Try mixing in some plain white vinegar, about 1/4 cup for a 5 gallon bucket. This has worked for me with a glaze that persistently settles out and does not appear to affect the glaze results. Eventually, the glaze will begin to settle out again at which time I add some more vinegar. Inexpensive and readily available. If it doesn't work, you haven't lost anything but a little time. If you don't want to try it with the entire bucket, take out a pint and experiment.
A Few Glaze Problems, Drying To Slow... Not Enough Suspension.
Posted 14 March 2014 - 08:21 AM
- clay lover likes this
Posted 14 March 2014 - 08:59 AM
I agree, the 2nd glaze question still befuddles me. Is her 2nd glaze over flocculated? I have the same issues with one of my glazes, and tried the sodium silicate, with no improvement.
Posted 14 March 2014 - 11:06 AM
If a glaze is taking along time to dry, it's holding a lot of water. Glazes that are high in clay content often have this problem, so do those high in feldspar sometimes. A deflocculant such as Darvan or Sodium Silicate will allow you to make the glaze fluid enough to apply without using as much water. This is why we deflocculate casting slips. It makes the slip fluid enough to pour in and out of the molds, but with a low water content so that it dries faster and shrinks less.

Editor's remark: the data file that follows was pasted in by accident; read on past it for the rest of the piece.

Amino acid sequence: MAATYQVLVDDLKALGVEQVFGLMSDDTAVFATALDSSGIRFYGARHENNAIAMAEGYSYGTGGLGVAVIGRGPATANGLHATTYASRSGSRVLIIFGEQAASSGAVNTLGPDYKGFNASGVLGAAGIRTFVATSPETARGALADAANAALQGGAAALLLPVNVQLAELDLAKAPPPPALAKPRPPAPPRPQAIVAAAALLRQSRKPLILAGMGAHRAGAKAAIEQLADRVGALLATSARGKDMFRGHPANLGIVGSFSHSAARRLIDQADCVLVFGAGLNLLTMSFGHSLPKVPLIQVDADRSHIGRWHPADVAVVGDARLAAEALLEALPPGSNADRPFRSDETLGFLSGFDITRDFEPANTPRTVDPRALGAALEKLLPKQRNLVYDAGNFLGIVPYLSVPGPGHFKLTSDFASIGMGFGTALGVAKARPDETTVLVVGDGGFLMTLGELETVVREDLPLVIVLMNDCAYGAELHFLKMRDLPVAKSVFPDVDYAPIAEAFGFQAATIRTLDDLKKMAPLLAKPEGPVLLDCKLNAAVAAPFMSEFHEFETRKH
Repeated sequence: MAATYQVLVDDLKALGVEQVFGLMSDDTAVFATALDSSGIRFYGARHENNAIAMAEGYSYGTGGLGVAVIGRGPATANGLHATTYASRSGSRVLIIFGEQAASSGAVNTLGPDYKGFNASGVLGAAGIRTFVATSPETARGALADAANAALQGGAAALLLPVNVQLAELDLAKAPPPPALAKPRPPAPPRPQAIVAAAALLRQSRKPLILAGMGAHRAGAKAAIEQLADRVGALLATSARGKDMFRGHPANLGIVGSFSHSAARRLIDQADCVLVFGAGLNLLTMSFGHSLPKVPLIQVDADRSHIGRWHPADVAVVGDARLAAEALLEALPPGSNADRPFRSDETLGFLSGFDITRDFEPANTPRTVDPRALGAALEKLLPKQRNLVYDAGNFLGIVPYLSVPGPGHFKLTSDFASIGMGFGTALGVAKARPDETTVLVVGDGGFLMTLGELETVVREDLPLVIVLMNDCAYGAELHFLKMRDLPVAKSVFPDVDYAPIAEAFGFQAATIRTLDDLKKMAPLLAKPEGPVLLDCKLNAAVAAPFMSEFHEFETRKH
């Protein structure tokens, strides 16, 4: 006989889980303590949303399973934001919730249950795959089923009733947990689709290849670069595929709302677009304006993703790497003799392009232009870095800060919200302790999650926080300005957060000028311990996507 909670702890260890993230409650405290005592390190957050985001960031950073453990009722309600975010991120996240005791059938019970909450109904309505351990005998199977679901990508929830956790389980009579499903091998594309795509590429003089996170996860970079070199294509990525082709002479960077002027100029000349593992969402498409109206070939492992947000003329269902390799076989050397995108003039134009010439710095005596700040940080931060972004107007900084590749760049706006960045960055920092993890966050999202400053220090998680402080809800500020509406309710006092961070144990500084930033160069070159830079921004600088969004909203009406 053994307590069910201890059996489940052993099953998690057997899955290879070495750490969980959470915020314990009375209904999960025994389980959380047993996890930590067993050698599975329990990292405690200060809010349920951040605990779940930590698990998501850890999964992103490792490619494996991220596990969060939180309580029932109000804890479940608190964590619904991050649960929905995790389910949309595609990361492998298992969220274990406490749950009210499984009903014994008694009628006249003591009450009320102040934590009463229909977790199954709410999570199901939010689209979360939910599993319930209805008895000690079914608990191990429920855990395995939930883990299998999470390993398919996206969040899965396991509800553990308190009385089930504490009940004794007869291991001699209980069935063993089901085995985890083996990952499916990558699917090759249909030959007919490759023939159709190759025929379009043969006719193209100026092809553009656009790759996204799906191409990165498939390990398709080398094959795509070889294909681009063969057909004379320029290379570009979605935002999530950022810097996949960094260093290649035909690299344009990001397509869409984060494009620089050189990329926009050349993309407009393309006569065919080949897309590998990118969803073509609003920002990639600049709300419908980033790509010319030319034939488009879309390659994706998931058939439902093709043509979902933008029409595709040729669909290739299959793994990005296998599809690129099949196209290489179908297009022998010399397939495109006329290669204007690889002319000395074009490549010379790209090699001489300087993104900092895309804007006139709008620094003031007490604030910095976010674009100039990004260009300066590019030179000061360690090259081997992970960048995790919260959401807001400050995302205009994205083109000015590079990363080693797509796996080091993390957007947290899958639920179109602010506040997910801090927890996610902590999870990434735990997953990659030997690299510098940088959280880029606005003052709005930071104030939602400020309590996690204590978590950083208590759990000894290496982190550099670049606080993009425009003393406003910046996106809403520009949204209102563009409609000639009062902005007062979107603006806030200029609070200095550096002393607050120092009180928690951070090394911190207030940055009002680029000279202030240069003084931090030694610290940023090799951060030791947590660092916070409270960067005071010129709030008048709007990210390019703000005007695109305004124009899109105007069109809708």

Kiln Repair Tech
Owner, Neil Estrick Gallery, LLC
Posted 15 March 2014 - 06:46 PM
I ended up leaving the white glaze that took forever to dry because I liked it too much. Next batch I will probably try adding some sodium silicate to thin it out. Just figured out a way to get good coverage and no finger prints.
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Posted 15 March 2014 - 08:19 PM
What makes you think that the glaze is the correct "thickness' before you apply it to your pot?
Perhaps it needs to have more water in it to start with. And slaked over night prior to usingand testing.
Test at varying Specific gravities THEN,,
adjust with the flocculant/deflocculant depending whether it is a high clayglaze or other if still required..
High Bridge you asked whether the glaze formula mattered if it added up to 100 or not. If the guts of the glaze ie without the colourants and the bentonite (if added as an additive), does not add up to 100 then you cannot just assume it can be used as written without first converting the amounts to a percentage of the total.
Soda Feldspar 51 34.96% (51/145.9x100)
Potash Feldspar 36.7
Dolomite White 2
China clay 2.6
Ball Clay 9.2
Total 145.9 100
Iron Oxide 11 Would remain at 11 as this is an additive and for a iron rich glaze about normal .
And so on! DO the maths!!!
Apologies if some one has already answered This part, but didn't read that.
SO in this instance Soda Feldspar for this recipe would be 34.96
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